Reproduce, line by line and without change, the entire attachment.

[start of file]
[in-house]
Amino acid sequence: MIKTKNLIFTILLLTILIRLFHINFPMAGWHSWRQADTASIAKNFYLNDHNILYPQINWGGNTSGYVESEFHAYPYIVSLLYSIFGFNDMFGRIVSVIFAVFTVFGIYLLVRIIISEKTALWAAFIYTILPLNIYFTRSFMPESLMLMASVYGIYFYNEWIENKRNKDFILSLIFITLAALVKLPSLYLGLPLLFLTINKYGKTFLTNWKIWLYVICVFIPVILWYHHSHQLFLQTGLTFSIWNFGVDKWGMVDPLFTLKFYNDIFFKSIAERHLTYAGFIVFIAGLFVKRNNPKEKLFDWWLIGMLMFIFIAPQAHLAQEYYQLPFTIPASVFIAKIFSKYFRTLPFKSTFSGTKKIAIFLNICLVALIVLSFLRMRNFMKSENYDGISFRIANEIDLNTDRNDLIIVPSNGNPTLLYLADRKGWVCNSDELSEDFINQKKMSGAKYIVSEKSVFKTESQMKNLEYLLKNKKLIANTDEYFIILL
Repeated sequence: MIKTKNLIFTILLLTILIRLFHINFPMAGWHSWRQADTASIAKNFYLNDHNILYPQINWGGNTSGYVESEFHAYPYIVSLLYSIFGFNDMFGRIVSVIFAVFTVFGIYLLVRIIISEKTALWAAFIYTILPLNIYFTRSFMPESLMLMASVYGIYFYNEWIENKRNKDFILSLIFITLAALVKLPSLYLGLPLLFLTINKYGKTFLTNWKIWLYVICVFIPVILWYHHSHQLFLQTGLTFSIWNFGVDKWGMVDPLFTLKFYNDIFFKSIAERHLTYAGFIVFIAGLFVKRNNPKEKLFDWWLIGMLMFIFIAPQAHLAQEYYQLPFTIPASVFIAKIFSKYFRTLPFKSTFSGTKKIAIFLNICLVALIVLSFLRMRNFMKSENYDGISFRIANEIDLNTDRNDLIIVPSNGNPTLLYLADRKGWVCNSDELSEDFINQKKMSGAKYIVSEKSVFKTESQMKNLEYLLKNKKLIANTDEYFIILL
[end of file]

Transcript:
[in-house]
Amino acid sequence: MIKTKNLIFTILLLTILIRLFHINFPMAGWHSWRQADTASIAKNFYLNDHNILYPQINWGGNTSGYVESEFHAYPYIVSLLYSIFGFNDMFGRIVSVIFAVFTVFGIYLLVRIIISEKTALWAAFIYTILPLNIYFTRSFMPESLMLMASVYGIYFYNEWIENKRNKDFILSLIFITLAALVKLPSLYLGLPLLFLTINKYGKTFLTNWKIWLYVICVFIPVILWYHHSHQLFLQTGLTFSIWNFGVDKWGMVDPLFTLKFYNDIFFKSIAERHLTYAGFIVFIAGLFVKRNNPKEKLFDWWLIGMLMFIFIAPQAHLAQEYYQLPFTIPASVFIAKIFSKYFRTLPFKSTFSGTKKIAIFLNICLVALIVLSFLRMRNFMKSENYDGISFRIANEIDLNTDRNDLIIVPSNGNPTLLYLADRKGWVCNSDELSEDFINQKKMSGAKYIVSEKSVFKTESQMKNLEYLLKNKKLIANTDEYFIILL
Repeated sequence: MIKTKNLIFTILLLTILIRLFHINFPMAGWHSWRQADTASIAKNFYLNDHNILYPQINWGGNTSGYVESEFHAYPYIVSLLYSIFGFNDMFGRIVSVIFAVFTVFGIYLLVRIIISEKTALWAAFIYTILPLNIYFTRSFMPESLMLMASVYGIYFYNEWIENKRNKDFILSLIFITLAALVKLPSLYLGLPLLFLTINKYGKTFLTNWKIWLYVICVFIPVILWYHHSHQLFLQTGLTFSIWNFGVDKWGMVDPLFTLKFYNDIFFKSIAERHLTYAGFIVFIAGLFVKRNNPKEKLFDWWLIGMLMFIFIAPQAHLAQEYYQLPFTIPASVFIAKIFSKYFRTLPFKSTFSGTKKIAIFLNICLVALIVLSFLRMRNFMKSENYDGISFRIANEIDLNTDRNDLIIVPSNGNPTLLYLADRKGWVCNSDELSEDFINQKKMSGAKYIVSEKSVFKTESQMKNLEYLLKNKKLIANTDEYFIILL